I am a EnvEast PhD student working in Gage Laboratory at the Centre for Ecology, Evolution and Conservation, University of East Anglia
Coming from a natural sciences background, where nearly any module in the science faculty could be studied, I have a broad range of interests. However, a passion quickly developed for studying how selection shapes morphology, behaviour and lifespan; some especially interesting scenarios arise when parasites or sexual competition are involved. Although I have a soft spot for mammals groups like monkeys, cats and bats; invertebrates are fascinating because they are so diverse and ubiquitous. Butterflies, moths, bees, wasps and ants are particularly captivating.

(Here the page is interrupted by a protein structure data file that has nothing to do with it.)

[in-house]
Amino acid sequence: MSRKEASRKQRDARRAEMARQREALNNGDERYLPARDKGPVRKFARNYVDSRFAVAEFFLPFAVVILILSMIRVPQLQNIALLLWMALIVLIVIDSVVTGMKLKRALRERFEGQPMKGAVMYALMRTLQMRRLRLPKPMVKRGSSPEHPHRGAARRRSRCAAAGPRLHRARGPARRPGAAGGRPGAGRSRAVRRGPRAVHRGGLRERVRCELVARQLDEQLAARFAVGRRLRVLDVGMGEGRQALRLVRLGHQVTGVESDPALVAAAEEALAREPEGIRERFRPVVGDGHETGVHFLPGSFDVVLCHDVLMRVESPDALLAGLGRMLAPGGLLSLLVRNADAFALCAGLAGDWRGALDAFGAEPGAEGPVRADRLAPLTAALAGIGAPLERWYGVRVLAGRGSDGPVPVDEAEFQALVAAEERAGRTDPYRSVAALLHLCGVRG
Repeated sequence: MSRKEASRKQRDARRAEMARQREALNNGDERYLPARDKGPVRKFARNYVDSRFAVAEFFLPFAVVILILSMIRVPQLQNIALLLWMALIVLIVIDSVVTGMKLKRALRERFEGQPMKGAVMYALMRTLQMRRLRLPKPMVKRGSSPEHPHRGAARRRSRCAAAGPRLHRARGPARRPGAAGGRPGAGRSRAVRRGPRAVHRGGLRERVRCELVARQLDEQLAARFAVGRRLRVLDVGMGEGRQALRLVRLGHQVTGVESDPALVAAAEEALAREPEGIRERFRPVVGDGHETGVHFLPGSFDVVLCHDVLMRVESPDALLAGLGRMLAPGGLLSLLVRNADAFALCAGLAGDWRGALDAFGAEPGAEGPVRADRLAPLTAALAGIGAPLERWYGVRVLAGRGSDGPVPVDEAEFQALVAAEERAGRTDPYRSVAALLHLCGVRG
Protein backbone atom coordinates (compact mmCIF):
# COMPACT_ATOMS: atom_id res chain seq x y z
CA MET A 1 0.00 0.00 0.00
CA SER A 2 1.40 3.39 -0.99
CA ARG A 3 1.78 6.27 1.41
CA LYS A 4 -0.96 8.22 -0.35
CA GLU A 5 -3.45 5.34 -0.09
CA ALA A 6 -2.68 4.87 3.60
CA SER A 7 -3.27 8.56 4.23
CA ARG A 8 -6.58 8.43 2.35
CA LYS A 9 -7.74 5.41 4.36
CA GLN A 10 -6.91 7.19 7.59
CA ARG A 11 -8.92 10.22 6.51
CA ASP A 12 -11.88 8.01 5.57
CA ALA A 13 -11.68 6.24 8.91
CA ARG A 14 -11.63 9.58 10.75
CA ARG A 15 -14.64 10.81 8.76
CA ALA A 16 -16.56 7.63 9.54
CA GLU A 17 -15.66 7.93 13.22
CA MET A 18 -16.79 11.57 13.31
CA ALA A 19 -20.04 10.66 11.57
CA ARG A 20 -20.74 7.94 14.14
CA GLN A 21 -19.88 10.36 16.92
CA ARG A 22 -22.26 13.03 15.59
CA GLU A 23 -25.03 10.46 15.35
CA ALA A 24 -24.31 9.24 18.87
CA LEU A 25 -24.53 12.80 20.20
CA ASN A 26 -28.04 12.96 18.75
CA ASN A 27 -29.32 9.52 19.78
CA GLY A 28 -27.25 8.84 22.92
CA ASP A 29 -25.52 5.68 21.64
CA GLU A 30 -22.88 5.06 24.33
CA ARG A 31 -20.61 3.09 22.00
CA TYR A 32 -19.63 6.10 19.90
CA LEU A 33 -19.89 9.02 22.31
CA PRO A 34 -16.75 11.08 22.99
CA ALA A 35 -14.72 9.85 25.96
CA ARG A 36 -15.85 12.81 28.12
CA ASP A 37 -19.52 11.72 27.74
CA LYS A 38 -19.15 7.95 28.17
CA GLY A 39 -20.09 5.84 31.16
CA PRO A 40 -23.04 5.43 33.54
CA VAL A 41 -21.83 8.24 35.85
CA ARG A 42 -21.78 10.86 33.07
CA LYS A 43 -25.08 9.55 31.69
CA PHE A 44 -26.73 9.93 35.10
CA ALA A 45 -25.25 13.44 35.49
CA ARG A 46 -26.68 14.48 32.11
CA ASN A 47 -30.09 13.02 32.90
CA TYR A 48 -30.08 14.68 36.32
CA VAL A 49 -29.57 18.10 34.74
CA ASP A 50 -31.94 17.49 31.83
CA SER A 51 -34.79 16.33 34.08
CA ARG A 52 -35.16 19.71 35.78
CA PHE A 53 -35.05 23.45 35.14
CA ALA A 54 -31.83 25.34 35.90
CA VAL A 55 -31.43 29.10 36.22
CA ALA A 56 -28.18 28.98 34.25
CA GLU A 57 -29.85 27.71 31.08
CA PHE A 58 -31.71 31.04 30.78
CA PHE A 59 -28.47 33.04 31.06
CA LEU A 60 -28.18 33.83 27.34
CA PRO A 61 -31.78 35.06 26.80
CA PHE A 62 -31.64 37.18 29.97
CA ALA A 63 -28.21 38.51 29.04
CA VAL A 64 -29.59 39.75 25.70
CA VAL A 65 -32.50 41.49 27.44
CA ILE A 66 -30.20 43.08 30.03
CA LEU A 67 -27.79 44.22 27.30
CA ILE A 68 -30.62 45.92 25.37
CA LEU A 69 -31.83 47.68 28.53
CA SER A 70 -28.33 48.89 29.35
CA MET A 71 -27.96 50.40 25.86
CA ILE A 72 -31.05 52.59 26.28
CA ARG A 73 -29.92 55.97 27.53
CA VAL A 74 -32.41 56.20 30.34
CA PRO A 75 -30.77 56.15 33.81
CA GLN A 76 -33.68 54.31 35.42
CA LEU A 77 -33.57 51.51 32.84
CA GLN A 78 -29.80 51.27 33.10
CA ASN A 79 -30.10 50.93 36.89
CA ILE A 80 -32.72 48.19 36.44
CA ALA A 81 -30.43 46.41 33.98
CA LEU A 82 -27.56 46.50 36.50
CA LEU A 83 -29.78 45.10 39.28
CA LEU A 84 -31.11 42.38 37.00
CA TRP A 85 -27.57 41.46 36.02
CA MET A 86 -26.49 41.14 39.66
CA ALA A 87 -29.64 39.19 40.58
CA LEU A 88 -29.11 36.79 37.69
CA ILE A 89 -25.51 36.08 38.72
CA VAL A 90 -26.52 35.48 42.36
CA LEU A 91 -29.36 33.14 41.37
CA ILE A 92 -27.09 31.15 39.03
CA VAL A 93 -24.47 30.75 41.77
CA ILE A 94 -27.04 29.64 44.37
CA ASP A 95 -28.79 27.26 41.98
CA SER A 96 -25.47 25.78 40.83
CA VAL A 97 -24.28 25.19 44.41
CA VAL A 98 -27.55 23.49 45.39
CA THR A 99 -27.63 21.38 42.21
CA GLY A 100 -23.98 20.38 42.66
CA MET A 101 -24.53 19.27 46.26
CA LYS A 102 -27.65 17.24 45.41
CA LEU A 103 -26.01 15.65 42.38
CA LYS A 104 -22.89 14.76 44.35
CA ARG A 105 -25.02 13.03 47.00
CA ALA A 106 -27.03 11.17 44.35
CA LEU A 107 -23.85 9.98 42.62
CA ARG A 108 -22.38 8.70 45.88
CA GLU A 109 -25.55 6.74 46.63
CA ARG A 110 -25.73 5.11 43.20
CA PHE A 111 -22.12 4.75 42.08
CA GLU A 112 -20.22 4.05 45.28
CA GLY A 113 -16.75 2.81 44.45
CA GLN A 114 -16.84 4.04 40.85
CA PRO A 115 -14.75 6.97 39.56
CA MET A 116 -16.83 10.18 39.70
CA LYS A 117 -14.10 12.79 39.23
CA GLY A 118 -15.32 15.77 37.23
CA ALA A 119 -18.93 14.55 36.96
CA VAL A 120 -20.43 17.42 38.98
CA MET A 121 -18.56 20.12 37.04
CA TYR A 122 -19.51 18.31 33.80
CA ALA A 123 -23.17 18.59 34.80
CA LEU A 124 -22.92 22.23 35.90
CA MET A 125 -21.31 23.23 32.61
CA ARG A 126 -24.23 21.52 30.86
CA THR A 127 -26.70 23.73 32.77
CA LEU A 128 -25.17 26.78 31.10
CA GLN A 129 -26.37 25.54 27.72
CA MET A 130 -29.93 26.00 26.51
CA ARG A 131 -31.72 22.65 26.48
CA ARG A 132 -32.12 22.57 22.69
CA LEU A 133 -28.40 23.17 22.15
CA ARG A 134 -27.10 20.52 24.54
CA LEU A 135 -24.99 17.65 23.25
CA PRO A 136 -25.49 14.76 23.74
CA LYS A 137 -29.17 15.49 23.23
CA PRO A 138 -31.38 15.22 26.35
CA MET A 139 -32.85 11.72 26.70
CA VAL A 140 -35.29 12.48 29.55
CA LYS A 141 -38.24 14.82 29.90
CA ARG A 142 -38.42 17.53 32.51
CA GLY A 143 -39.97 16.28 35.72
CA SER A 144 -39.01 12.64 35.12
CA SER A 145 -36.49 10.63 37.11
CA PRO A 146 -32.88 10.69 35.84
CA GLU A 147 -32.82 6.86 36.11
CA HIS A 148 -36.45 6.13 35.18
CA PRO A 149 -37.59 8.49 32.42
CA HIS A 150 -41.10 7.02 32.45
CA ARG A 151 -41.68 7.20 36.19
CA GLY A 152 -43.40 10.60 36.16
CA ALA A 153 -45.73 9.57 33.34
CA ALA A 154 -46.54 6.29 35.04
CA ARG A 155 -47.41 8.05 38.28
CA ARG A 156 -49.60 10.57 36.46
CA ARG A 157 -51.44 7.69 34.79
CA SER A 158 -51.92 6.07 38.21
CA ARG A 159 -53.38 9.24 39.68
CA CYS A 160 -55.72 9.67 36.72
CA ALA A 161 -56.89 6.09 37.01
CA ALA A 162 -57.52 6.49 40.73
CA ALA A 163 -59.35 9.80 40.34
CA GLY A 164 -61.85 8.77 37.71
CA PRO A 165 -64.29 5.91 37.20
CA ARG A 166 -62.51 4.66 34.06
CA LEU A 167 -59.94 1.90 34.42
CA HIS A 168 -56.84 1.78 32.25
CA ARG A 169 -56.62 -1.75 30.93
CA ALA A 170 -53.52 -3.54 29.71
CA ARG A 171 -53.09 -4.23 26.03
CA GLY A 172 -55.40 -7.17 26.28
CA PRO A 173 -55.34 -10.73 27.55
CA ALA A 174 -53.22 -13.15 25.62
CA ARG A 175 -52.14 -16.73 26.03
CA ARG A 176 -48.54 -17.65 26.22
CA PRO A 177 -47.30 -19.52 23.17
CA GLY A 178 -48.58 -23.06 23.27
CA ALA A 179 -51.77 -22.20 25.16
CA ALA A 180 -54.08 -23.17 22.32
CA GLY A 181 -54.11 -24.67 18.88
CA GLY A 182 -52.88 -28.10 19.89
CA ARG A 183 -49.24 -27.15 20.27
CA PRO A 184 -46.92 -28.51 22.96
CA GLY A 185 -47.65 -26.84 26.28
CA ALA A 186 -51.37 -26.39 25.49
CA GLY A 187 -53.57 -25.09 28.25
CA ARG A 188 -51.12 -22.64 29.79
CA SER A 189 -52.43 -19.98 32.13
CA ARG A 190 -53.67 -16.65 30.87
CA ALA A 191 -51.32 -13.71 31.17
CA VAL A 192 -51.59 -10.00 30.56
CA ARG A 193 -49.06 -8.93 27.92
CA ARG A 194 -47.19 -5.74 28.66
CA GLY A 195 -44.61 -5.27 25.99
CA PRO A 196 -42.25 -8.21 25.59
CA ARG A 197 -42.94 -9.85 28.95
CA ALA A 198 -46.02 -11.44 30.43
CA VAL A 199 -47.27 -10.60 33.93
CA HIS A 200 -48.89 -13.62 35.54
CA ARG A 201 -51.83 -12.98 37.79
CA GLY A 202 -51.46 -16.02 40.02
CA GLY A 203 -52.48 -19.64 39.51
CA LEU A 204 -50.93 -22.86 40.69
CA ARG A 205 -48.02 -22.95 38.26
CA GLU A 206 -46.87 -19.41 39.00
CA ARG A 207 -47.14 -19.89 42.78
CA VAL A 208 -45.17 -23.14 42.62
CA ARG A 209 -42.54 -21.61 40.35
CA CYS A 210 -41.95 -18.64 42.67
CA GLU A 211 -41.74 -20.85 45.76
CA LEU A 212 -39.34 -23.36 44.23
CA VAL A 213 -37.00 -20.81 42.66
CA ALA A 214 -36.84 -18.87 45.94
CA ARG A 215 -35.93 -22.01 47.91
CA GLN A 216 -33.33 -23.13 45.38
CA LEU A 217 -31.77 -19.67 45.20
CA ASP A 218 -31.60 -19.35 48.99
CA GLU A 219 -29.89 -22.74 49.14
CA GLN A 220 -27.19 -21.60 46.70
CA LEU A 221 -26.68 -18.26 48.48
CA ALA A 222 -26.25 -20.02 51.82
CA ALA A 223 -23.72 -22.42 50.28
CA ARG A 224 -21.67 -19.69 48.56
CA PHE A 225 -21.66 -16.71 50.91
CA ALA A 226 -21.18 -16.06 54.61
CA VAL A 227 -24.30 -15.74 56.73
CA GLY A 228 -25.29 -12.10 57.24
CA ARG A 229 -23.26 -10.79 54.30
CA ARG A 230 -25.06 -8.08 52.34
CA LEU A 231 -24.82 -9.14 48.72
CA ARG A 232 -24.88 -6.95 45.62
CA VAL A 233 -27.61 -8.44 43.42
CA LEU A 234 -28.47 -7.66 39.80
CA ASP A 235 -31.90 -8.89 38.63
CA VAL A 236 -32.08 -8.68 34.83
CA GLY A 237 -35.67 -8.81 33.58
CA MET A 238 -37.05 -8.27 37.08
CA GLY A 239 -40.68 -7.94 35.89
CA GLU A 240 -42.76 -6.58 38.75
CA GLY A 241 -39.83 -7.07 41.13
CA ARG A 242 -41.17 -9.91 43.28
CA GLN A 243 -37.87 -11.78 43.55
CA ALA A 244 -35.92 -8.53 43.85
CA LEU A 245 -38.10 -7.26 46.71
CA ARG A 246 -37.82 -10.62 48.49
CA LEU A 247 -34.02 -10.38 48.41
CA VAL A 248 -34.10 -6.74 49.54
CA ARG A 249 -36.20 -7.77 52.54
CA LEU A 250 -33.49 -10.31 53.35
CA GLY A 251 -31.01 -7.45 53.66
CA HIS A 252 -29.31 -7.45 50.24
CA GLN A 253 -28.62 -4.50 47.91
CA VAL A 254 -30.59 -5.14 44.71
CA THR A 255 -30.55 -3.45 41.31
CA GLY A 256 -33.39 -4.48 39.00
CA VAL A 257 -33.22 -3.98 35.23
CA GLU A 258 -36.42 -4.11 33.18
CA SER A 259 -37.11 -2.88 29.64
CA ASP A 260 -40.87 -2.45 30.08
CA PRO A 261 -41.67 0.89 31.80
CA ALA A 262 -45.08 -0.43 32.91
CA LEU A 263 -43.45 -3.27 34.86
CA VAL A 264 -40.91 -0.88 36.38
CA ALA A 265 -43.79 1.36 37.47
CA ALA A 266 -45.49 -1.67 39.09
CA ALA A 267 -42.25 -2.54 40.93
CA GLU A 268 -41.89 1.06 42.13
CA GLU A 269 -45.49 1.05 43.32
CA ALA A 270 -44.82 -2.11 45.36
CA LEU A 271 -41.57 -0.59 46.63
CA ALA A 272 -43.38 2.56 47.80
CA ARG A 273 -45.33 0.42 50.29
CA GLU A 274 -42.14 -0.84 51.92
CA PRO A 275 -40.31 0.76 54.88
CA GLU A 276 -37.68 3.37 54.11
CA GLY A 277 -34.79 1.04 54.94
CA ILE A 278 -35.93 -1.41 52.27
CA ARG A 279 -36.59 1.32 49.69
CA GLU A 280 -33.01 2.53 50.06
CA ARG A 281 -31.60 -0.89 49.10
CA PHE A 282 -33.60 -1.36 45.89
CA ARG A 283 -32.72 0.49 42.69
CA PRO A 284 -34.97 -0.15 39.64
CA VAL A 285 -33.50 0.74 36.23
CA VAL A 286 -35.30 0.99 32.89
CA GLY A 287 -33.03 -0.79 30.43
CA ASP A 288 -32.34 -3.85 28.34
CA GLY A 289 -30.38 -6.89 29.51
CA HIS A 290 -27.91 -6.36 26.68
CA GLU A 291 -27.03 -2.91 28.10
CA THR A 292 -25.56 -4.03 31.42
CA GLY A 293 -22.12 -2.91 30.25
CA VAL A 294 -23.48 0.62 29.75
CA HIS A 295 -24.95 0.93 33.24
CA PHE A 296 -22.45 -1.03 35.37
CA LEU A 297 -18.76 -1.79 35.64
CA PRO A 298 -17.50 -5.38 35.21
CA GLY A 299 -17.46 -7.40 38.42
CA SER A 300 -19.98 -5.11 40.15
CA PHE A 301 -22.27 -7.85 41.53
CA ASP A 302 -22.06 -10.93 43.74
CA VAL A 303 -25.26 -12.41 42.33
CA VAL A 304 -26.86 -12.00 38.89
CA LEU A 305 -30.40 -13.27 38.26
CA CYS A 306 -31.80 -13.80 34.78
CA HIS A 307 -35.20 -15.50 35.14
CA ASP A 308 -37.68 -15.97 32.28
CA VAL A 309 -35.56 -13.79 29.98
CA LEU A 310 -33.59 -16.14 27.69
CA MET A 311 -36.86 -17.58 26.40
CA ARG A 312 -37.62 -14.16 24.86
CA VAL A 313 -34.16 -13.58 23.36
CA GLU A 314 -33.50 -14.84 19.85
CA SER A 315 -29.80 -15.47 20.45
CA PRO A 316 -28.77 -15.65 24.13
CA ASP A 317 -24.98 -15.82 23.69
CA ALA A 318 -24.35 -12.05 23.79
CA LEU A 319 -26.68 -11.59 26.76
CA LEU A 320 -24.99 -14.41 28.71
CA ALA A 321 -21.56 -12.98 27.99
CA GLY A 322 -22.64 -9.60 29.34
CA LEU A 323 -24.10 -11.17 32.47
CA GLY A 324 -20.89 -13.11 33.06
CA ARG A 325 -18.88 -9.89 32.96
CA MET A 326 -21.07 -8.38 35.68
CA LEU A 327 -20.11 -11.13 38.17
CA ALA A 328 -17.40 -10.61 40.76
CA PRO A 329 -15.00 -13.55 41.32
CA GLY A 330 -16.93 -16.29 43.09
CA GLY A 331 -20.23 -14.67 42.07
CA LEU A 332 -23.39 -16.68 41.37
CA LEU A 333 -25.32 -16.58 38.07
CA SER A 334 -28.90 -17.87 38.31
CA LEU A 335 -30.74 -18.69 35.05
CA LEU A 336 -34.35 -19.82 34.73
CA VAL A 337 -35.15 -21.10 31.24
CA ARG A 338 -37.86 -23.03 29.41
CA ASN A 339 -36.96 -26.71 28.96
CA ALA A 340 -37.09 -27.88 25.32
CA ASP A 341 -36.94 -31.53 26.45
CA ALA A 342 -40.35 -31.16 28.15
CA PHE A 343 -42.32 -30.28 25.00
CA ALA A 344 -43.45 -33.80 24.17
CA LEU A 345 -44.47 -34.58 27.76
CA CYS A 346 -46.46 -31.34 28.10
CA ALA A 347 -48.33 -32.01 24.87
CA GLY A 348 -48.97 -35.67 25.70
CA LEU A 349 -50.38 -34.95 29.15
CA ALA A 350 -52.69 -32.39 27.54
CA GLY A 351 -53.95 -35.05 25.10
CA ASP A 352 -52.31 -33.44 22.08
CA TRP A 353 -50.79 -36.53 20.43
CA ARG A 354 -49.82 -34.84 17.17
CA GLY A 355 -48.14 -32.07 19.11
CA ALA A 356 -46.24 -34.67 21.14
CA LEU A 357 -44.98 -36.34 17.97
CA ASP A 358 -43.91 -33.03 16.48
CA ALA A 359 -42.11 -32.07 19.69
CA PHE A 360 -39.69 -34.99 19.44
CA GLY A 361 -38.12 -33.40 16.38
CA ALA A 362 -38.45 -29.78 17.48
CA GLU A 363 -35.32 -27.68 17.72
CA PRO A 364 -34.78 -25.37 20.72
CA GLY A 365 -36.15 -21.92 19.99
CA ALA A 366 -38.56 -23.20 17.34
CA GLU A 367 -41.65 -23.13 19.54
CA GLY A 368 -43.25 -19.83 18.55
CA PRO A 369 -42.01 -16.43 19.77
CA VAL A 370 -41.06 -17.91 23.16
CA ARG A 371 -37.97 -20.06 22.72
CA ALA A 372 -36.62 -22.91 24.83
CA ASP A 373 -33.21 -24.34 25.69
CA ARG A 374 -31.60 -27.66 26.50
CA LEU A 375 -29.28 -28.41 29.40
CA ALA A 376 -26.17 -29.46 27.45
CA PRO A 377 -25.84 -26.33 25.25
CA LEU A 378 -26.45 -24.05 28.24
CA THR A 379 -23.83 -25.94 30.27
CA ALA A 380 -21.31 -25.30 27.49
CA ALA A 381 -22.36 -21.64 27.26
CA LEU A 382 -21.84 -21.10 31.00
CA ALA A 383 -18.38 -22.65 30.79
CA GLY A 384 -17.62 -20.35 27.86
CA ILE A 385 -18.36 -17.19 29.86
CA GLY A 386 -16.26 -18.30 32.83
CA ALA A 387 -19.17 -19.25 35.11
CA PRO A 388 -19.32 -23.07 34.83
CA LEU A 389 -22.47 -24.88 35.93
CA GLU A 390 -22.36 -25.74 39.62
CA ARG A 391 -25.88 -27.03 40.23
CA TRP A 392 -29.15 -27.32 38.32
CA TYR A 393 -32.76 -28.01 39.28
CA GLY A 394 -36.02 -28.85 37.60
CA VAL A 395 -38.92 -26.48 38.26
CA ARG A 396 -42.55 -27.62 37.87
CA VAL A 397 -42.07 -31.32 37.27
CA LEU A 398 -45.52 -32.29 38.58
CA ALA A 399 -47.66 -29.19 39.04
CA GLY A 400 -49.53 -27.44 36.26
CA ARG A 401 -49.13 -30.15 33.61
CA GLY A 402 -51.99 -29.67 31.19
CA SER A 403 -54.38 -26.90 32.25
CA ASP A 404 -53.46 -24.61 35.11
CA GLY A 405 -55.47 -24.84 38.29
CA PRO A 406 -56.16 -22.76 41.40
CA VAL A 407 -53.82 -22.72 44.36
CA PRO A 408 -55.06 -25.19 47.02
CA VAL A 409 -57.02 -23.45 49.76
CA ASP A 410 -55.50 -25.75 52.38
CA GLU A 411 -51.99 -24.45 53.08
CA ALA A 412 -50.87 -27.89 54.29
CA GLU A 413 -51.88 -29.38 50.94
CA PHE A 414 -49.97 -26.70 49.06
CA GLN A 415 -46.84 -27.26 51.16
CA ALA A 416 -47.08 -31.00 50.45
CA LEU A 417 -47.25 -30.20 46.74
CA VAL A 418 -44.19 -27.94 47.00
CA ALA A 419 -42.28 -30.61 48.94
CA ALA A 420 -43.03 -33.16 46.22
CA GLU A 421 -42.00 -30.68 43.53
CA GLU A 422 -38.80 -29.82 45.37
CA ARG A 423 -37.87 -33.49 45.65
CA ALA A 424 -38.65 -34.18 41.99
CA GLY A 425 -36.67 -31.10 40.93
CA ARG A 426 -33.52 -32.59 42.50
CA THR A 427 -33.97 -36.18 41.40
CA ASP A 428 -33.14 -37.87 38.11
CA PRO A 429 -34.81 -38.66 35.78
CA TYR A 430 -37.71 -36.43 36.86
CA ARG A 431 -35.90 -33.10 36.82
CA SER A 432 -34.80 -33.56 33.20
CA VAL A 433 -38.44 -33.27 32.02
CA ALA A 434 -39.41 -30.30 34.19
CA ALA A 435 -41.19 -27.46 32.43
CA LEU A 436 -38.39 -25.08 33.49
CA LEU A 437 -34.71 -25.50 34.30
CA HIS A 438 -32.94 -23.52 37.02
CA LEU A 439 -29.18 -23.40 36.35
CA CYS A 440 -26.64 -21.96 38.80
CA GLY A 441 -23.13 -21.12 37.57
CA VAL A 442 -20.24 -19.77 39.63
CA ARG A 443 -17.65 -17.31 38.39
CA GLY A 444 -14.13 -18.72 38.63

My current research focuses on how heatwaves impact male insect reproduction. In warm-blooded animals heat stress reduces male fertility but cold-blooded animals have hardly been looked at despite being more abundant and potentially more vulnerable. My experimental approach is to assess reproductive fitness and sperm form/function using large replicated populations of the Red Flour Beetle, Tribolium castaneum. We are finding many aspects of male reproductive biology are vulnerable including sperm counts, sperm viability and testes size. There are also long-term effects over generatons. However, future plans aim to incorporate Lepidopteran models such as Speckled Wood, Green-veined White or Scotch Argus Butterflies and Indian Meal Moths..
I am also involved in research on explanations for homosexual behaviour in male insects. The results of previous studies have often been inconclusive, anecdotal or indirectly compare mate choice in assays of single sexes. The new work looks at the impact of sexual selection, through evolved regimes of differing sex ratios, on the mate recognition behaviour of males in assays presenting pairs of mating targets.